Legal requirements for purchase
This is a discussion on Legal requirements for purchase within the General Firearm Discussion forums, part of the Related Topics category; Here's a new one to me:
The law requires that a person "(4) has been adjudicated as a mental defective or has been committed to ...
February 28th, 2007 01:24 AM
Legal requirements for purchase
Here's a new one to me:
The law requires that a person "(4) has been adjudicated as a mental defective or has been committed to any mental institution; " cannot purchase a firearm.
Does anyone know the legal definition of a person that "has been committed to any mental institution"?
Specifically: has a person, who as a child, was taken to a hospital for evaluation because this person's legal guardian at the time says he/she is "crazy" or "suicidal" been "committed" in a legal sense? Is it the case even if no dissorder is diagnosed?
If such is the case, that would enable parents to permenatly prohibit their children from buying firearms forever. This seems unlikely but I'm no expert.
February 28th, 2007 01:32 AM
IANAL, but my reading of that clause is that it relates to the adult, not whatever happened to that adult before maturity.
And anyway, last time I really sat down and thought about it, everyone I've ever met was mad.
February 28th, 2007 12:45 PM
To be committed would require a responsible entity, parents or court, sign legally binding committment papers. Evaluation is not committment in the same way going to the emergency room at a hospital is not admission. The results of evaluation could be the recommendation that the child be committed. Then the committment procedures would have to be followed. Committment is a formal transaction.
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February 28th, 2007 03:23 PM
Right. If no judge has issued commitment papers then no commitment has taken place.
February 28th, 2007 07:23 PM
Alright, that sounds a bit more reasonable.
Is that something that would come up on the NICS? If so I would think trying to purchase would be the perfect way to check.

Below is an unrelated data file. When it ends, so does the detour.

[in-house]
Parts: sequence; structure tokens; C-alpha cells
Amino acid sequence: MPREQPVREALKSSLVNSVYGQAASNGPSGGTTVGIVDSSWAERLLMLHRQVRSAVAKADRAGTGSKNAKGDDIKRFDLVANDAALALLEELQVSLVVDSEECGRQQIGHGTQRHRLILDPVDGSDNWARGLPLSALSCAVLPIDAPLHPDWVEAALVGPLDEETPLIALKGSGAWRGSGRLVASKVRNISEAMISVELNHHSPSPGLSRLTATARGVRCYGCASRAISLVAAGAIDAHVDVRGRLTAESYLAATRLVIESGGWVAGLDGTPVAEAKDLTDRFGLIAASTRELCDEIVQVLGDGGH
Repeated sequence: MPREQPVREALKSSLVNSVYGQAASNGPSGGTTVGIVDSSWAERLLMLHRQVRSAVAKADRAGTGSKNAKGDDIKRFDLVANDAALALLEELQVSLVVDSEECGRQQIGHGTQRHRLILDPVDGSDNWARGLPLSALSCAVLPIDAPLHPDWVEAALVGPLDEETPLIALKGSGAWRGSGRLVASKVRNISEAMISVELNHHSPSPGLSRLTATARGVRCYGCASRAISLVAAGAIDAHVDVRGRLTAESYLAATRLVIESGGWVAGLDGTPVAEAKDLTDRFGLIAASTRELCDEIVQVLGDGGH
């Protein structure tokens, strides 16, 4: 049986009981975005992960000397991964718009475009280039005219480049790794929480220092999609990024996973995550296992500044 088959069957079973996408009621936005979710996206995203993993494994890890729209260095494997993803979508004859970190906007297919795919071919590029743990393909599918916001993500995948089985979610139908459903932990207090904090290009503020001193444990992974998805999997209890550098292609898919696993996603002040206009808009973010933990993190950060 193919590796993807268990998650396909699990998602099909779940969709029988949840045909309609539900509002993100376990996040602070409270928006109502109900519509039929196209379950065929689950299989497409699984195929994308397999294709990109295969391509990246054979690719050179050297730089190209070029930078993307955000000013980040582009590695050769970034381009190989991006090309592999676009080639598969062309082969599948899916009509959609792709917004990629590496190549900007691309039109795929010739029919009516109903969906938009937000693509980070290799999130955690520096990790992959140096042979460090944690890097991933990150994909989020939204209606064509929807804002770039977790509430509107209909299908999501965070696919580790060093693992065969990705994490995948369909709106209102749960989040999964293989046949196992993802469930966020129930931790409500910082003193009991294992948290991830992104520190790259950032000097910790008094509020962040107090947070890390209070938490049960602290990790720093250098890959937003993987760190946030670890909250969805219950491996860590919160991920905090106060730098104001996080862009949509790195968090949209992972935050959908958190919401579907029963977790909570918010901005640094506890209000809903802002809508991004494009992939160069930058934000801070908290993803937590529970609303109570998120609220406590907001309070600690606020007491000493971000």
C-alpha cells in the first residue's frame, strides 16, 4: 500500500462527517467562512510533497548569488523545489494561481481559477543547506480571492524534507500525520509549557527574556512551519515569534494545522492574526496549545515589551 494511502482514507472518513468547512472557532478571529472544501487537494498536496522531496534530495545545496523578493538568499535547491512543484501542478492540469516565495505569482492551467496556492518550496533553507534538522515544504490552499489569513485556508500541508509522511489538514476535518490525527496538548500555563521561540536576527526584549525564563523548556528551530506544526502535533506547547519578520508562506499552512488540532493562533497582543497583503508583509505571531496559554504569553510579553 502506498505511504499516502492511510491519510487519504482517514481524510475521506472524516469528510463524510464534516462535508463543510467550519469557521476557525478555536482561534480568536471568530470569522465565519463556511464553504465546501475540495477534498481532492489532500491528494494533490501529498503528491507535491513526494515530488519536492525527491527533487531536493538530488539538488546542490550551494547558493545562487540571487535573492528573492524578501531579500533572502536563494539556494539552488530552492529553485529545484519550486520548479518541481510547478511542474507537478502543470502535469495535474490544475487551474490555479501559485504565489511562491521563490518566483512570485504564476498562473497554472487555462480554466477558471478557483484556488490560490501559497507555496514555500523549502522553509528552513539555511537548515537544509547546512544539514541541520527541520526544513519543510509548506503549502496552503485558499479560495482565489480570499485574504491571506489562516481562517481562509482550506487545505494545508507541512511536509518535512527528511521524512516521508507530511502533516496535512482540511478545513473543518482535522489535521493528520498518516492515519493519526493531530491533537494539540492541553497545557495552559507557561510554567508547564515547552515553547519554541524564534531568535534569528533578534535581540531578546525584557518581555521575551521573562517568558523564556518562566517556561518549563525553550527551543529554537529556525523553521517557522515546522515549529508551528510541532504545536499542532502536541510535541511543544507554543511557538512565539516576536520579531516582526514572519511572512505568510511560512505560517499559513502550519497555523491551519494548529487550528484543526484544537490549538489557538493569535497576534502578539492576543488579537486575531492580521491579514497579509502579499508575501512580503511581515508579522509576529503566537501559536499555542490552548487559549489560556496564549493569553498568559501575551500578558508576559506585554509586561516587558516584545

February 28th, 2007 07:32 PM
These types of posts can drive a person 'crazy'...
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March 1st, 2007 06:53 AM
As it would be a health record I believe the pistol powers to be wouldn't have access. I believe on my michigan app there was just another spot to sign that said you vow never to have been commited.
March 1st, 2007 09:37 AM
Ditto that a judge would have to rule that the individual was considered to be mentally defective by legal definition and/or actually committed to a mental institution like Nancy Pelosi probably was.
March 2nd, 2007 08:49 PM
Originally Posted by 0.02
March 2nd, 2007 09:24 PM
I thought that the language said it had to be an "involuntary" commitment to the institution.
In Arkansas we have to sign a form that gives the ASP the right to check medical records for that.
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March 2nd, 2007 10:31 PM
i'll echo what's already been said just to give it more validity ... you can check yourself into a mental institution all you want; it doesn't "count" until a judge rules you (i.e. adjudicates you) mentally defective.
i personally know someone who was "committed" yet flew through the NICS check. they were never, nor have they ever been, adjudicated mentally defective, and therefore, it never showed up on the NICS check.
as far as arkansas having the "right" to see my medical records ... they can eat my shorts before they'd ever get access to my medical records. what i may or may not have said to a shrink is supposed to be protected.
not to sound insensitive and IMHO, but little johnny telling the doc about how his dad yelled at him too much should not in any way have any impact whatsoever on his ability to protect himself.
March 3rd, 2007 05:46 AM
Any investigation of your medical records w/out signed consent is a violation of HIPPA.
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